Monthly Archives: January 2010
In writing, there’s a general distinction between a plot driven story and a character driven story – the events in the former are driven by external causes, while the events in the latter come about because of characters’ internal motivations. Many times, the plot driven story is looked down upon by writers because it doesn’t provide any additional character depth. A character driven story can have the same dramatic highs and lows of a finely structured plot driven story, but it also fleshes out characters’ inner lives to resonate more deeply. It’s just harder to apply both constraints.
In games we certainly suffer from the lack of character driven writing, but have our own unique form of failure in writing – the spatially driven story. In this, the characters exist soley to provide rationale to place gameplay in interesting locales (either visually interesting, mechanically interesting, or both).
Assassin’s Creed 2 suffers more from this than any other game I’ve played as of late – Ezio clothes are far richer than his personality. What do we know about Ezio? He has some family, he’s a bit of a playboy, and he’s out for vengeance. All of these are used, to varying degrees, to give the player reason to move through the space as the fiction behind mission objectives. (Jorge Albor covers these flaws well at Experience Points). But what else do we know about Ezio? Not much. Granted, I’m only halfway through at this point, but I’m not going to hold my breath for them to animate cardboard cutout Ezio with some life.
Avatar manages to take these elements of video game writing (to be fair, they do have their roots in action blockbuster writing), and singlehandedly disproves the notion that games are not fit to tell stories. It shows even in film, when you start with context sprung from a teenage boy’s mind to take place in fantastic locales and look awesome, you end up with the same exact result, regardless of the medium. It is essentially a video game storyline, albeit a finely overwrought one. Even Ebert turns hyprocrite, often criticisng movie plots for being game-like, loving it. You like space marines, Rog? Really? We can hook you up.
In its details, it is almost textbook in the application of Hollywood formulae. Payoffs abound, from the moment of realization Sully has waking in his human body after sleeping with Neytiri, to the final fight where Sully in Na’vi form defeats Colonel Quaritch in his mech. However, while the Na’vi are immediately likeable as the underdog, it takes Sully three months and the better portion (in size) of the film to finally change his mind at the last possible moment, when he finally realizes that the Na’vi and their home are worth saving. There’s is no worthwhile character justification given for such wild shifts in behavior. Sully is either dumb as fuck or temporarily psychopathic. The decision and its timing only serve to create visual drama.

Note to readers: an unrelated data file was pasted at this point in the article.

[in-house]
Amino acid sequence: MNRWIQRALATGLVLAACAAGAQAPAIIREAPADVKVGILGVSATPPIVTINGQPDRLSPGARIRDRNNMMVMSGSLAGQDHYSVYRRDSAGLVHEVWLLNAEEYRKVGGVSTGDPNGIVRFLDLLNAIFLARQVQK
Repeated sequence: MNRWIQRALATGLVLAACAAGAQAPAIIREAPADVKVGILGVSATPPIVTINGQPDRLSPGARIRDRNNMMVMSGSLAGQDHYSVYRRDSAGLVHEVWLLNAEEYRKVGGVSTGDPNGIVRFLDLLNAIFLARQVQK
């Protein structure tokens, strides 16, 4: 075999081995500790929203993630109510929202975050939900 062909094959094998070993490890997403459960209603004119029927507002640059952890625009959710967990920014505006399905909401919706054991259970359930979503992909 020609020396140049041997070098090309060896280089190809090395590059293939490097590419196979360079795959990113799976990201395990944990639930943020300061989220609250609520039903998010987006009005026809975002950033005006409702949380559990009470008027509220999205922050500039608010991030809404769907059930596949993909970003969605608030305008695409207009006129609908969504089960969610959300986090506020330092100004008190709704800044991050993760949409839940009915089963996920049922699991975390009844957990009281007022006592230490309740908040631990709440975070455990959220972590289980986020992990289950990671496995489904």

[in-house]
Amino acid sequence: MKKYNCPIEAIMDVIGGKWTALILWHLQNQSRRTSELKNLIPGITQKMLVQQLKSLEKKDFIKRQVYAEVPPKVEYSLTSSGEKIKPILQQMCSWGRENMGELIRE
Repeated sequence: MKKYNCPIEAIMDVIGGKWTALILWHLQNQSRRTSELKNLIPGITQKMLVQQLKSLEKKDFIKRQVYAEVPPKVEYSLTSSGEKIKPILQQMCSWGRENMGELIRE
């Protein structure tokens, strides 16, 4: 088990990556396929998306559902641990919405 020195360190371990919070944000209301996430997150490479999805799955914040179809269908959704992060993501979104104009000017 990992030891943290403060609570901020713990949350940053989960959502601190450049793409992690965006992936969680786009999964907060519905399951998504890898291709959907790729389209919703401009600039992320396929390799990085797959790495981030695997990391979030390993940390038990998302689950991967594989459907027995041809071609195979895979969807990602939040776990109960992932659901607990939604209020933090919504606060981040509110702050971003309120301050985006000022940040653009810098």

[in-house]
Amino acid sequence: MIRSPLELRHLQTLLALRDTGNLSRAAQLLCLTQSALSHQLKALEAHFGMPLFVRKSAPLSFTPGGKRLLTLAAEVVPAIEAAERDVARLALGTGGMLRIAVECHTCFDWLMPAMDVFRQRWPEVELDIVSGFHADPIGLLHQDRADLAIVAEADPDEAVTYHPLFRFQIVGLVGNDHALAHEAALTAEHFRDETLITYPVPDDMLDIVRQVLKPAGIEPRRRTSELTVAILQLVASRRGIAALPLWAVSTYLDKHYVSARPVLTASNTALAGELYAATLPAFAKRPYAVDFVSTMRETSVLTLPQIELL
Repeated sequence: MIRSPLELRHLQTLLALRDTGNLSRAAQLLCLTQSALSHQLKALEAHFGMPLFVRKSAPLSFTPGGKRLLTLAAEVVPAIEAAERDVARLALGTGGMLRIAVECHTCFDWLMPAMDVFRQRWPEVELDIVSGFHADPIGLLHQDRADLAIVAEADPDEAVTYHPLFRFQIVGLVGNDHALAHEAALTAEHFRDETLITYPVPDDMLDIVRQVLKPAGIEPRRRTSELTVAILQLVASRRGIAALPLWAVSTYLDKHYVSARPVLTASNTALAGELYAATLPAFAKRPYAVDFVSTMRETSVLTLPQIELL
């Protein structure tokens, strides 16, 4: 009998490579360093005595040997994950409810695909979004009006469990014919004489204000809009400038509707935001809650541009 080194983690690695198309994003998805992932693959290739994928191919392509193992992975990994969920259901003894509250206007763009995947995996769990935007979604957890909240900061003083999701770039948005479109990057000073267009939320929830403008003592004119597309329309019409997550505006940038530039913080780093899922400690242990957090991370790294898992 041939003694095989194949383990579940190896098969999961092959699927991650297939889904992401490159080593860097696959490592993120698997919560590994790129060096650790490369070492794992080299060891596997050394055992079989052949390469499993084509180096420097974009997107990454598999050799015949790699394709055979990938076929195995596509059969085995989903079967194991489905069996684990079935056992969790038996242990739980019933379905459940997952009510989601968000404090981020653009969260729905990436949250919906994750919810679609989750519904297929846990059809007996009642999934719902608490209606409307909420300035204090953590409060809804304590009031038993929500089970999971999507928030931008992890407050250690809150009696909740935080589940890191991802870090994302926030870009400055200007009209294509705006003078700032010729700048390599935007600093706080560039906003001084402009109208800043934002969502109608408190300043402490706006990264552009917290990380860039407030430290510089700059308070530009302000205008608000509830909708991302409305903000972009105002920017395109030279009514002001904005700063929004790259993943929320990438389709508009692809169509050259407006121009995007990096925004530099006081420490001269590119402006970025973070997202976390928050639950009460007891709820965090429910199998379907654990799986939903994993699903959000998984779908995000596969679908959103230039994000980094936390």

Uncharted 2 attempts to apply the exact same formulae. Yet while the levels also take place in one amazing location after another, their flow comes from and represents Drake’s internal conflict between hedonism (money and sex) and virtue (information or truth, and love). He alternates evenly between desiring treasure, wanting to find the historical truth, saving Chloe (lust) or saving Elena (love). Even trying to save Chloe (since you do it so many times) oscillates between motivations of purity (to actually keep her from dying) and impurity (when’s she’s double-crossed you and you need her to get back to the treasure).
In this way, Naughty Dog externalizes the conflict that makes Drake a likeable reluctant hero. The purpose the other characters serve isn’t to bring you to a specific location, it’s to change Drake’s motivation for going somewhere. Story elements that at first glance seem like they are there to superficially highlight exotic locales serve a deeper purpose to communicate internal character motivation (as cliche as it may be).
These works obviously have more positive and negative aspects, these are only criticisms of their overall storylines. Games can also achieve so much more with emergent story structure, but in writing story elements for The Unconcerned, with it’s more traditional storytelling methods, these are unavoidable problems. I want to incorporate key locations like Baharestan Square, Tehran University, or the Grand Bazaar because they afford opportunities to include the subtext I want and provide visual interest. You do spend more time looking at game environments than you do parsing story context; it’s not inappropriate to make sure level locations meet these kinds of requirements. What should be be discouraged is assuming that is enough. Storytelling in games will never avoid the morass of juvenile discussion the topic naturally encourages if we only settle for the highest priority requirement – we gotta do it all.